Last week, Silver Spring Networks Inc (SSNI) made its public debut on Wednesday the 13th of March. Shares of the provider of networking platform solutions for utility companies ended their first trading day with gains of 29.4% at $22.00 per share. Shares have seen a modest correction ever since, currently exchanging hands around $21 per share.
The Public Offering
Silver Spring is a provider of leading networking platform and solutions which enable utilities to transform the power grid infrastructure into the smart grid. The smart grid connects millions of devices which generate, control and consume power, thereby providing timely information to control both utility power generation and power consumption.
Silver Spring Networks sold 4.8 million shares for $17 apiece. The company raised $82 million in gross proceeds in the offering process, valuing the company at $772 million.
The offering was a success. The offer price was set right at the midpoint of the preliminary $16-$18 price range set by the firm and its bankers. Some 10.5% of the shares outstanding were offered in the public offering. At Monday's closing price of $21.10, the firm is valued at $958 million.
The major banks that brought the company public were Goldman Sachs, Credit Suisse, Piper Jaffray, Baird and Canaccord Equity, among others.
Silver Spring Networks believes that its smart grid solutions have the potential to transform the entire energy industry through better communication between devices.
The company which is founded in 2002 could transform the energy sector like internet and networking functions have done for the technology industry. The more efficient management of energy will result in lower costs, lower capital requirements and an improved grid reliability. Since inception, Silver Spring has been awarded contracts to more than 22 million devices.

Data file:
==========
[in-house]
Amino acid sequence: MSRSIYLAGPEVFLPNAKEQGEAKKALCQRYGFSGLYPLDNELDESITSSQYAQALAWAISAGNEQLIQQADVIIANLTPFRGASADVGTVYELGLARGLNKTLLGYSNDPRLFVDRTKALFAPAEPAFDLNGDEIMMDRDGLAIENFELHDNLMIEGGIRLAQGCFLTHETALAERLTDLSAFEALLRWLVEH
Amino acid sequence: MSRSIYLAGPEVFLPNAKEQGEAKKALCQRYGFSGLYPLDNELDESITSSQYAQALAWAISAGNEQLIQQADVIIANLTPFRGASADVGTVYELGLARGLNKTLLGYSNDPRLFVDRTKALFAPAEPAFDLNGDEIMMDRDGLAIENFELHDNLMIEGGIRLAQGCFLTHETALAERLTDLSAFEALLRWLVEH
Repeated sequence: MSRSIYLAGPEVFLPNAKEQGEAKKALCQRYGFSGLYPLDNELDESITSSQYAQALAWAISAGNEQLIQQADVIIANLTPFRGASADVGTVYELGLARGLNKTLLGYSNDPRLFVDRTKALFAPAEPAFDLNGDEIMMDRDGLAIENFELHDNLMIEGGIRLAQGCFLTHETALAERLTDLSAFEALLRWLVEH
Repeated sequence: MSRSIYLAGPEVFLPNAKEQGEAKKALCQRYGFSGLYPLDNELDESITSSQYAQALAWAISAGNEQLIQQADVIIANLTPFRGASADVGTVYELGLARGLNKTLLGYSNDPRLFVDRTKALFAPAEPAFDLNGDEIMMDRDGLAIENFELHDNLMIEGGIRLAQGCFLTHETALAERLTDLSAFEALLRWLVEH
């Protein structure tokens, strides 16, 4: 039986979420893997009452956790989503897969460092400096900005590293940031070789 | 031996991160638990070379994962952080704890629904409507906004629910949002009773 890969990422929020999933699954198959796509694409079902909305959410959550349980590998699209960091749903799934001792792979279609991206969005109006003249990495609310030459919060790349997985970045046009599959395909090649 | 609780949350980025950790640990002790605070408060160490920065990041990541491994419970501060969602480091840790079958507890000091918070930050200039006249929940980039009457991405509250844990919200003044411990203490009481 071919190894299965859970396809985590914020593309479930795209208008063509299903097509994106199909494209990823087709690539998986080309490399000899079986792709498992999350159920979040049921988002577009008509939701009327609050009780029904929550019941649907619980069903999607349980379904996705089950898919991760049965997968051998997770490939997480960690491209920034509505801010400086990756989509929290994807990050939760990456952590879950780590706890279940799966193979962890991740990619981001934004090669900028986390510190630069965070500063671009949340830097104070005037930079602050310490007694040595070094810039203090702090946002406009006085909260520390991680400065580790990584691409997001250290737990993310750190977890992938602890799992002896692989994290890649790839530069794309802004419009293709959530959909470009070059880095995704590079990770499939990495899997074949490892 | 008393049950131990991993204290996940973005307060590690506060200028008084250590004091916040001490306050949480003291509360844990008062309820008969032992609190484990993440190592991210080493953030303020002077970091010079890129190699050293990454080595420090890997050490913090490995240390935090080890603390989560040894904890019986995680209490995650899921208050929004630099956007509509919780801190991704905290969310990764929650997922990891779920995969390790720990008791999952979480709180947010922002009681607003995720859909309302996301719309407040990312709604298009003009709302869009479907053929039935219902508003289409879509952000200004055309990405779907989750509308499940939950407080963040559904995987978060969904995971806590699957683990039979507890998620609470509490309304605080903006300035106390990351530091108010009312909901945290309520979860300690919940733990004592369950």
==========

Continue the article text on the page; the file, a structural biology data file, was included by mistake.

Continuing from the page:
The company reported annual revenues of $196.7 million for the full year of 2012. The company reported a net loss of $89.3 million for the year. Despite the fact that revenues fell 17.0% compared to 2011, net losses narrowed slightly from 2011's annual loss of $92.4 million.
The company raised $82 million in gross proceeds in the offering process. As such, net proceeds are expected to come in around $70-$75 million. The company operates with $72.6 million in cash and equivalents and $3.3 million in capital lease obligations. As such, Silver Spring will operate with roughly $140 million in net cash.
Based on Monday's valuation of $958 million, the market values the firm's operating assets around $820 million. This values the firm at roughly 4.2 times 2012's annual revenues.
Note that billings for the year of 2012 grew by 28.9% to $304.3 million. The strong revenue growth resulted in a book-to-bill ratio of 1.55. At the end of the year, deferred revenue ended at $508.1 million, or 2.6 times 2012's annual revenues.
As noted above, the offering of Silver Spring Networks has been a success. Shares were offered at the midpoint of the preliminary offering range and closed 24.1% above the preliminary midpoint range on Monday.
It is important to notice that the long term revenue trends remains positive. The fact that 2012's revenues fell compared to the year before is largely explained by timing of government stimulus programs. Annual revenues are still largely dominated by product revenues at 83% of total revenues. The remainder of revenues are generated by services and could grow as a portion of total sales, thereby making revenues more predictable and stable in the future.
A risk which is often common among growth companies is the concentration of its customer base. Utility names like BG&E, FPL, OG&E and CHED make up roughly two-thirds of Silver Spring's total revenues.
According to market research firm Pike Research the market in which Silver Springs operates will grow from $7.0 billion in 2010 to $19.5 billion by 2015. Competition in the lucrative growing market is fierce from traditional competitors like Echelon (ELON) and potential entrants with massive resources like General Electric (GE).
While the valuation is high and the competition is fierce, the potential is great as well. The strong market potential and the massive order backlog are strong arguments for the bullish case. Another good sign is that investor Foundation Capital purchased $12 million more in stock in the offering, boosting its stake to 28%.
While I recognize the tremendous growth opportunities I remain on the sideline for now. The company still has to transform its backlog into actual revenues in a profitable manner.